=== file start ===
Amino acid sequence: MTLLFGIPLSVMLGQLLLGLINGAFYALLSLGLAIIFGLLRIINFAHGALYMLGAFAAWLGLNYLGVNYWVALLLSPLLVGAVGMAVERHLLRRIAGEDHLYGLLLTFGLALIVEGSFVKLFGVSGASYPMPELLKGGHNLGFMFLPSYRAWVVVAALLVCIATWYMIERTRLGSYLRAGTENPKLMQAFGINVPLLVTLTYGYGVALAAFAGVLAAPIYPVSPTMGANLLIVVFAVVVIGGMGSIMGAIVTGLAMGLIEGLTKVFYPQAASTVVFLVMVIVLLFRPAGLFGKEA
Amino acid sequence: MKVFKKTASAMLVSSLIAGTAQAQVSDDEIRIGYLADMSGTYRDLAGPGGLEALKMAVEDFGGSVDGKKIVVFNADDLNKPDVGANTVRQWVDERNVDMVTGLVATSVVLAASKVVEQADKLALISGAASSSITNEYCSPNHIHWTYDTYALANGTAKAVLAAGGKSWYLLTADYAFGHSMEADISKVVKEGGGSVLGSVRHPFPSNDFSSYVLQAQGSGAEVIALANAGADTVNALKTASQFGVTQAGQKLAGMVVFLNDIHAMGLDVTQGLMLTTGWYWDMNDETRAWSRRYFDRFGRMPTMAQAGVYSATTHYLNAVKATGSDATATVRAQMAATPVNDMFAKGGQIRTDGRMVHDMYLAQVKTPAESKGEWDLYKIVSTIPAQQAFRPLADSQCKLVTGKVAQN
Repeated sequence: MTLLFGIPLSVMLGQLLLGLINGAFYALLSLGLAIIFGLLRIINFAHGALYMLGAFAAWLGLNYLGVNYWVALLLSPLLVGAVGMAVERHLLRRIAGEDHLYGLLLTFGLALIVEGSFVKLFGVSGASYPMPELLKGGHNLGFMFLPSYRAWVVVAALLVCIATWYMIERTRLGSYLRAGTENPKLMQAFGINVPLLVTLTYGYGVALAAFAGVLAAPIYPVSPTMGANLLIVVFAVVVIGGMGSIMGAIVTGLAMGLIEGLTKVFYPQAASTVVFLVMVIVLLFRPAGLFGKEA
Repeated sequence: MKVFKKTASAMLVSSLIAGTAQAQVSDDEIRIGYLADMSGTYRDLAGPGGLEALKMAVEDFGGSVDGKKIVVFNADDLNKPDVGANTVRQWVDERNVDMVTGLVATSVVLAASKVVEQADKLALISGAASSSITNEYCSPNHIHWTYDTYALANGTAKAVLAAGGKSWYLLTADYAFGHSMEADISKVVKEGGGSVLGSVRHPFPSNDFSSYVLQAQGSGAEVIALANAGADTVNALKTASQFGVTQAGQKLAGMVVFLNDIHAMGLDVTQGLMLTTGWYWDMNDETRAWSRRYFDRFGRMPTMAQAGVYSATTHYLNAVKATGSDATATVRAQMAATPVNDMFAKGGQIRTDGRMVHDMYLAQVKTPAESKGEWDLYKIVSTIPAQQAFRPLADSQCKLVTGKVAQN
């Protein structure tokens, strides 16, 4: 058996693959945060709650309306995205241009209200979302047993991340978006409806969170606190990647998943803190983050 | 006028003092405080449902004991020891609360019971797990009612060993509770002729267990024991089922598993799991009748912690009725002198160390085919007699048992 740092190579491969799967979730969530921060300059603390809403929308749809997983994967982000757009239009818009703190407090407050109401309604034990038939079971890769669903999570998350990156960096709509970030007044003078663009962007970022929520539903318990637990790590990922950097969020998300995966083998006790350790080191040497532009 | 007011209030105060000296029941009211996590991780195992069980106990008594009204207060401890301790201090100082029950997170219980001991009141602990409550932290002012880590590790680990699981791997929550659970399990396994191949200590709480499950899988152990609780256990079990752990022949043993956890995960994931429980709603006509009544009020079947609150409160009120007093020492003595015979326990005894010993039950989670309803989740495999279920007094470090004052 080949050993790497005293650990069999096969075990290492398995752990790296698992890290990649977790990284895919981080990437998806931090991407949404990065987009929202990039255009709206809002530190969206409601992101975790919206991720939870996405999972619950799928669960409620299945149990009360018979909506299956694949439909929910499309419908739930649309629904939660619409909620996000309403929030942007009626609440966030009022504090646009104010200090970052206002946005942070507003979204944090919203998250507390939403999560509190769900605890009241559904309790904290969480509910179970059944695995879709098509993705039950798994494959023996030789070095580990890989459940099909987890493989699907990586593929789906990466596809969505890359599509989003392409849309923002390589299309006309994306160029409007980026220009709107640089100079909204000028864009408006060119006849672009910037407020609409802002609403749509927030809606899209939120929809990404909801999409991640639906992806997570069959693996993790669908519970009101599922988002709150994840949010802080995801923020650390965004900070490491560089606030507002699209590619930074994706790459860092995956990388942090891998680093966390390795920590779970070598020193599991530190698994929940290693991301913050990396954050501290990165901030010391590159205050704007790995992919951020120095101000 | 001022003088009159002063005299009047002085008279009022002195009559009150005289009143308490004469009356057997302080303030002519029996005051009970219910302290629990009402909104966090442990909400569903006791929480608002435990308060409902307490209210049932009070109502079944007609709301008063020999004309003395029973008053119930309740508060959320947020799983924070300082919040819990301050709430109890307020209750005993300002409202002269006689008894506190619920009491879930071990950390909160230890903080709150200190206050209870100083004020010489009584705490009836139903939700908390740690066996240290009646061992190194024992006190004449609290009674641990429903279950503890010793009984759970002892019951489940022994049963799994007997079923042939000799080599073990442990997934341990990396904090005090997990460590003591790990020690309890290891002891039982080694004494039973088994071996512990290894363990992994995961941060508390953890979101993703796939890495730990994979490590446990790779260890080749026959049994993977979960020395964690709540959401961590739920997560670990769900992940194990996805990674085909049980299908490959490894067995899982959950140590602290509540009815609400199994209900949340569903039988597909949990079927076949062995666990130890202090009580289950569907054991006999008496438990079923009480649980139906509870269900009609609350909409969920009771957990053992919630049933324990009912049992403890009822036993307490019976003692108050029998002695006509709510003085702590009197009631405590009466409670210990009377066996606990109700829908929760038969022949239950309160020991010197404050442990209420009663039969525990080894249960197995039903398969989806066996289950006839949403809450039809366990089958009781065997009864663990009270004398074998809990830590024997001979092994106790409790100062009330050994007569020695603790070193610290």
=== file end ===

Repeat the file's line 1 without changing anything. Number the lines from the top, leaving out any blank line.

Amino acid sequence: MTLLFGIPLSVMLGQLLLGLINGAFYALLSLGLAIIFGLLRIINFAHGALYMLGAFAAWLGLNYLGVNYWVALLLSPLLVGAVGMAVERHLLRRIAGEDHLYGLLLTFGLALIVEGSFVKLFGVSGASYPMPELLKGGHNLGFMFLPSYRAWVVVAALLVCIATWYMIERTRLGSYLRAGTENPKLMQAFGINVPLLVTLTYGYGVALAAFAGVLAAPIYPVSPTMGANLLIVVFAVVVIGGMGSIMGAIVTGLAMGLIEGLTKVFYPQAASTVVFLVMVIVLLFRPAGLFGKEA